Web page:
It is often told, from one generation to the next, that people are always taking things for granted. Everywhere you go you hear complaints about the most trivial things, like not having a blow drier in a hotel room, and having a car without *gasp* power windows. Even in the computer hardware industry, especially among hardware enthusiasts and performance tweakers, there is the same lack of appreciation for what was once never thought possible.

Just browsing the newsgroups and discussion forums you hear about users complaining when their $40 Celeron 366 won't overclock to 550MHz. It wasn't too long ago that the now retired Byte magazine featured a 386 SX 20 overclocked to 25MHz for approximately $10,000 on its front cover, and today we have users complaining about how their $40 CPUs won't run at a 50% faster frequency.

While I'm just toying with the overclocking enthusiast in all of you, it is interesting to note how times have changed. What was the one chip that corrupted our outlook on overclocking? Although you could argue that the old AMD 5x86 133 chips held a great potential for overclocking, the chip that truly ruined overclocking for the rest of our enthusiast lives was the Celeron. Originally debuting at 266MHz in a form that could easily be overclocked to 400MHz, by far the most famous Celeron was the good ol' 300A that, even today, continues to run reliably at 450MHz for those that invested in the extremely affordable CPU.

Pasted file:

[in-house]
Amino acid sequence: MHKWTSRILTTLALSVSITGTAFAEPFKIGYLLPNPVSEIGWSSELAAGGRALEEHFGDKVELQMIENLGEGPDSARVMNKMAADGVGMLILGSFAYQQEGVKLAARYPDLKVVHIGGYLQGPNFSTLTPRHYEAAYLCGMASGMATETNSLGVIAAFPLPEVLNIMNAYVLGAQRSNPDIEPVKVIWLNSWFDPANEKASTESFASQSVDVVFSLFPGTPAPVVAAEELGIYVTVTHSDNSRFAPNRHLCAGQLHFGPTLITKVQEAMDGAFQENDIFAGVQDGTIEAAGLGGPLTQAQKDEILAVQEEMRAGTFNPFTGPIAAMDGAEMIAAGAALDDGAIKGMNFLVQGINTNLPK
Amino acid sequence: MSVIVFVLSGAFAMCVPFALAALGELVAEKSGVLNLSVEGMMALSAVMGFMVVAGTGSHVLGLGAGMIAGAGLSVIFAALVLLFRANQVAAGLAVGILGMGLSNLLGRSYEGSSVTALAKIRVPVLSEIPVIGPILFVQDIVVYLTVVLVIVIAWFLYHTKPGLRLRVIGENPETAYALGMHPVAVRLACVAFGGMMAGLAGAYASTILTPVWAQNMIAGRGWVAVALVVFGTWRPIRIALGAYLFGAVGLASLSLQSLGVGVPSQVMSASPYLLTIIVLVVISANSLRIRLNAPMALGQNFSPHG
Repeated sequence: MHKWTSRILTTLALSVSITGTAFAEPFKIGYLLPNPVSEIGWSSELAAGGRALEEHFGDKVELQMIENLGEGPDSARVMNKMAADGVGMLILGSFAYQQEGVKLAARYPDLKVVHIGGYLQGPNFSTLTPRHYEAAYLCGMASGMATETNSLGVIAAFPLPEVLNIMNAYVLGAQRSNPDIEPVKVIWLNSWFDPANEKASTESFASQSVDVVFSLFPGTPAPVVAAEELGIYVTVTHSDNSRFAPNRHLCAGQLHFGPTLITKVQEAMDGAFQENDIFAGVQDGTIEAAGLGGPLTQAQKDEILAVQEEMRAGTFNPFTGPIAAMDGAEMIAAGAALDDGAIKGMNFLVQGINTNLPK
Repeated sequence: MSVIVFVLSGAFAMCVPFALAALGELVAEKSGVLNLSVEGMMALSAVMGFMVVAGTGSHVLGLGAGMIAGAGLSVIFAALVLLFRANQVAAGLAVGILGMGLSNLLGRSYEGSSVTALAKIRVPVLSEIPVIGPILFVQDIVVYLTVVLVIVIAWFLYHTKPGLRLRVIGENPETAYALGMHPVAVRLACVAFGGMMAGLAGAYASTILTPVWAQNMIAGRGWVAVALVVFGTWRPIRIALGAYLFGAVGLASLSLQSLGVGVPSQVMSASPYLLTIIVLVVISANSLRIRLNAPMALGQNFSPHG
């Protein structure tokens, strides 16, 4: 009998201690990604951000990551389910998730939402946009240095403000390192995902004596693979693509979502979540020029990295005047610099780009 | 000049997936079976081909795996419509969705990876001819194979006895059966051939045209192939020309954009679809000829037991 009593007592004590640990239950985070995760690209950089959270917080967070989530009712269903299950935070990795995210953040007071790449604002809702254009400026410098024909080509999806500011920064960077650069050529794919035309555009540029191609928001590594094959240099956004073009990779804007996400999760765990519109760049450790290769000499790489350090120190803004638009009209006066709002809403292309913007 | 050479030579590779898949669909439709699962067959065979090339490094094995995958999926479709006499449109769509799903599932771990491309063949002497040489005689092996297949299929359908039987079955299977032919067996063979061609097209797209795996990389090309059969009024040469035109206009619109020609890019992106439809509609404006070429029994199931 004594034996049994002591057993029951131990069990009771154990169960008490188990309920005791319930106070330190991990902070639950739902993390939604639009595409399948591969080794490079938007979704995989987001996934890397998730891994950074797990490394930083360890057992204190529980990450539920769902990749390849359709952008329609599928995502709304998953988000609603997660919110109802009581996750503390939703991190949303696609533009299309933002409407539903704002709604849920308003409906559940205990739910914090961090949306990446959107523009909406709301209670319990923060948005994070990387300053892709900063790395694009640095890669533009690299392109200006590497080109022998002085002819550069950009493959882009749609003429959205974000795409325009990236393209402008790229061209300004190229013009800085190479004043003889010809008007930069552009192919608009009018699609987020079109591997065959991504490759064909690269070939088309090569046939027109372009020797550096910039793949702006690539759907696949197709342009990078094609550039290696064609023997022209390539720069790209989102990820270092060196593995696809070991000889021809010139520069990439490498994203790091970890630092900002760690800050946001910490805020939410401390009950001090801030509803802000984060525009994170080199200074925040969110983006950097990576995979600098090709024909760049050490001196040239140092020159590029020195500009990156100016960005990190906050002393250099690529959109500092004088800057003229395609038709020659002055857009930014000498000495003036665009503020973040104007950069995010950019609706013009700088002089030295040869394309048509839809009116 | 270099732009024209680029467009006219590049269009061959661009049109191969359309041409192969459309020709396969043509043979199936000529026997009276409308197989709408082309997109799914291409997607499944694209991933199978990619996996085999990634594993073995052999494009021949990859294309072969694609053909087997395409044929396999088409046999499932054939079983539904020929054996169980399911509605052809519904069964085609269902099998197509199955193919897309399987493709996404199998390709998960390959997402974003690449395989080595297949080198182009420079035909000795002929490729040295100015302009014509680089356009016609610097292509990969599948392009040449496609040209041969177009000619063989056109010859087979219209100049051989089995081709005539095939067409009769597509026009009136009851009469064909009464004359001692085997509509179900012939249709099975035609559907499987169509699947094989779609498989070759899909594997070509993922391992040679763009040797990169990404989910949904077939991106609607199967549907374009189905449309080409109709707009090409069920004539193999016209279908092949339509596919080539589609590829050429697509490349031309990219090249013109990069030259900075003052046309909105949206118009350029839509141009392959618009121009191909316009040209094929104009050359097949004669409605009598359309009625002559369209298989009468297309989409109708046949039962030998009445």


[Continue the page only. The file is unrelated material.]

Since the Celeron 300A craze, we have yet to see a CPU emerge with as great of a potential for overclocking success. As the Celerons increased in clock speed, their overclocking success rates decreased almost proportionally, with a few rare exceptions (i.e. Celeron 366 @ 550MHz). The 0.25-micron process Intel had started the Celerons out on was nearing its limits, and although we will see future 0.25-micron Celeron products as we enter the New Year, not a single one will clock in at higher than 600MHz without switching to a new core.

The hope for the Celeron to make an overclocking comeback is lost, but, luckily, there is one CPU that has the potential to take its place: Intel's 0.18-micron FC-PGA Pentium III. As we briefly alluded to in our review of the FC-PGA Pentium III, the 0.18-micron fabrication process and the relatively low 1.60v core voltage make the 667 - 733MHz overclocking range, for the 500 and 550MHz chips respectively, not a far fetched idea.

How it's possible

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